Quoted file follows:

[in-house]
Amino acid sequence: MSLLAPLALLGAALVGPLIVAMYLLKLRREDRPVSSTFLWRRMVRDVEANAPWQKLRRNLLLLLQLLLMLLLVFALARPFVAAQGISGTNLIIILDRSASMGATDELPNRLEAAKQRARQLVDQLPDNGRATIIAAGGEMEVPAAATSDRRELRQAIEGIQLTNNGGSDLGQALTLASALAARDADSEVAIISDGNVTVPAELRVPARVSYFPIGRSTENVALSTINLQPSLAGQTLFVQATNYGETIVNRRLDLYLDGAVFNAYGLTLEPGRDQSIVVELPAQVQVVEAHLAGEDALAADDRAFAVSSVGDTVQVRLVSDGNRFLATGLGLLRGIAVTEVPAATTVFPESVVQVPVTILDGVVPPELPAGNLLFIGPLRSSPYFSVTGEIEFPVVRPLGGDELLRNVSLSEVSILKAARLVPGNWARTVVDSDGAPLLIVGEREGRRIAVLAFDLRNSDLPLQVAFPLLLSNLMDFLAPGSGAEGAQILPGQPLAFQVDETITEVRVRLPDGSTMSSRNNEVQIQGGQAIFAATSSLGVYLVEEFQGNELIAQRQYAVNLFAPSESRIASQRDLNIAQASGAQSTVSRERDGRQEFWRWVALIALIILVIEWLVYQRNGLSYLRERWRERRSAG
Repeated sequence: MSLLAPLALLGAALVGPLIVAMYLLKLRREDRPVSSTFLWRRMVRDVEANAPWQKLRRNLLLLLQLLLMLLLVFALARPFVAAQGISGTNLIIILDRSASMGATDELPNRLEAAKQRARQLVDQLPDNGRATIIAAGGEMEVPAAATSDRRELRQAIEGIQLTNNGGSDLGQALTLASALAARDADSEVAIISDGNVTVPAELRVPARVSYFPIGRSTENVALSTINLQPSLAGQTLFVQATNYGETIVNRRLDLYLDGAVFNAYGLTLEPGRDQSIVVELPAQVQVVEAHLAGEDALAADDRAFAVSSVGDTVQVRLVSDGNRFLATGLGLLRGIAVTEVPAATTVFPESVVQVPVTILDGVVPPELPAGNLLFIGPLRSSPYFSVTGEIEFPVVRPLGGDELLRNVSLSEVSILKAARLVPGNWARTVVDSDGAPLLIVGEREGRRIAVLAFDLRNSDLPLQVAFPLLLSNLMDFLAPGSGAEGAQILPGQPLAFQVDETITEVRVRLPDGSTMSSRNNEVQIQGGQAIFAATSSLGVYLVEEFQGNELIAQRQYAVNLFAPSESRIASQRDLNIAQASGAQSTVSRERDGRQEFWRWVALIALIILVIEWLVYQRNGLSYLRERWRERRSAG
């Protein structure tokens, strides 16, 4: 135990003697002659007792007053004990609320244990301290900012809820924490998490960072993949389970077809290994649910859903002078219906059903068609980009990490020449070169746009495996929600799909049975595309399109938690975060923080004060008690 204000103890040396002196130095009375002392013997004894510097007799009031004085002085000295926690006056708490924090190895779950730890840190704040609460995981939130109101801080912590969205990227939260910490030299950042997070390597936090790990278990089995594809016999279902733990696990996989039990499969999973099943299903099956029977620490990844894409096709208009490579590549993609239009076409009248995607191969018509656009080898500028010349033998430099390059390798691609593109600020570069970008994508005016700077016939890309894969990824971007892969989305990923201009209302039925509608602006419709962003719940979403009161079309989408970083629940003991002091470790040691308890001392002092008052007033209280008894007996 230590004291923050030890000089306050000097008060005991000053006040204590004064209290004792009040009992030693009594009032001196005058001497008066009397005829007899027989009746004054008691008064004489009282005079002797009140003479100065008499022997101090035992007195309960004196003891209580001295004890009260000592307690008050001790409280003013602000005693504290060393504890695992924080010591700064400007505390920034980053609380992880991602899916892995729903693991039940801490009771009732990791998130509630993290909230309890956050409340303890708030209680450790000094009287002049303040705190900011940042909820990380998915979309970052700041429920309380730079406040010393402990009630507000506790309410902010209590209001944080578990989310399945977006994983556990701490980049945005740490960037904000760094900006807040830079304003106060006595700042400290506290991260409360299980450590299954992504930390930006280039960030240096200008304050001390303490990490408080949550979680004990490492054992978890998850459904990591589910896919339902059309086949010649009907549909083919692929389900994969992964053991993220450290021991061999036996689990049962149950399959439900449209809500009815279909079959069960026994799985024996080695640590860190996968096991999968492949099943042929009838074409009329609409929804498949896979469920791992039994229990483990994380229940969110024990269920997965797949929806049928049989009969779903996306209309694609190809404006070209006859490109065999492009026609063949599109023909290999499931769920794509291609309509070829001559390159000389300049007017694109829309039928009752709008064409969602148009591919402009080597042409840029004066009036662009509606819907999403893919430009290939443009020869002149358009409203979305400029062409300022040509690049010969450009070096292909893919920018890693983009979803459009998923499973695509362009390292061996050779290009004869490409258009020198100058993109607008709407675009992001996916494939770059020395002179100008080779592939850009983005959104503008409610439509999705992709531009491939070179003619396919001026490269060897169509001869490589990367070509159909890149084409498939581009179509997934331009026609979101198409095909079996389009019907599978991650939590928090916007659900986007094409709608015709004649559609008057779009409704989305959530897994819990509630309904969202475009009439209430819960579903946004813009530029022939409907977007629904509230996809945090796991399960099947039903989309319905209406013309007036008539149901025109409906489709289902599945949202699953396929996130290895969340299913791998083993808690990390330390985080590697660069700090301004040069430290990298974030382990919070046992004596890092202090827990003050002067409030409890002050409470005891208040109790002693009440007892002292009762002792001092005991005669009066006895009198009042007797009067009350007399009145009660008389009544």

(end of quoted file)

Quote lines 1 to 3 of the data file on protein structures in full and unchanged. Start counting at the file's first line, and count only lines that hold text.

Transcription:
[in-house]
Amino acid sequence: MSLLAPLALLGAALVGPLIVAMYLLKLRREDRPVSSTFLWRRMVRDVEANAPWQKLRRNLLLLLQLLLMLLLVFALARPFVAAQGISGTNLIIILDRSASMGATDELPNRLEAAKQRARQLVDQLPDNGRATIIAAGGEMEVPAAATSDRRELRQAIEGIQLTNNGGSDLGQALTLASALAARDADSEVAIISDGNVTVPAELRVPARVSYFPIGRSTENVALSTINLQPSLAGQTLFVQATNYGETIVNRRLDLYLDGAVFNAYGLTLEPGRDQSIVVELPAQVQVVEAHLAGEDALAADDRAFAVSSVGDTVQVRLVSDGNRFLATGLGLLRGIAVTEVPAATTVFPESVVQVPVTILDGVVPPELPAGNLLFIGPLRSSPYFSVTGEIEFPVVRPLGGDELLRNVSLSEVSILKAARLVPGNWARTVVDSDGAPLLIVGEREGRRIAVLAFDLRNSDLPLQVAFPLLLSNLMDFLAPGSGAEGAQILPGQPLAFQVDETITEVRVRLPDGSTMSSRNNEVQIQGGQAIFAATSSLGVYLVEEFQGNELIAQRQYAVNLFAPSESRIASQRDLNIAQASGAQSTVSRERDGRQEFWRWVALIALIILVIEWLVYQRNGLSYLRERWRERRSAG
Repeated sequence: MSLLAPLALLGAALVGPLIVAMYLLKLRREDRPVSSTFLWRRMVRDVEANAPWQKLRRNLLLLLQLLLMLLLVFALARPFVAAQGISGTNLIIILDRSASMGATDELPNRLEAAKQRARQLVDQLPDNGRATIIAAGGEMEVPAAATSDRRELRQAIEGIQLTNNGGSDLGQALTLASALAARDADSEVAIISDGNVTVPAELRVPARVSYFPIGRSTENVALSTINLQPSLAGQTLFVQATNYGETIVNRRLDLYLDGAVFNAYGLTLEPGRDQSIVVELPAQVQVVEAHLAGEDALAADDRAFAVSSVGDTVQVRLVSDGNRFLATGLGLLRGIAVTEVPAATTVFPESVVQVPVTILDGVVPPELPAGNLLFIGPLRSSPYFSVTGEIEFPVVRPLGGDELLRNVSLSEVSILKAARLVPGNWARTVVDSDGAPLLIVGEREGRRIAVLAFDLRNSDLPLQVAFPLLLSNLMDFLAPGSGAEGAQILPGQPLAFQVDETITEVRVRLPDGSTMSSRNNEVQIQGGQAIFAATSSLGVYLVEEFQGNELIAQRQYAVNLFAPSESRIASQRDLNIAQASGAQSTVSRERDGRQEFWRWVALIALIILVIEWLVYQRNGLSYLRERWRERRSAG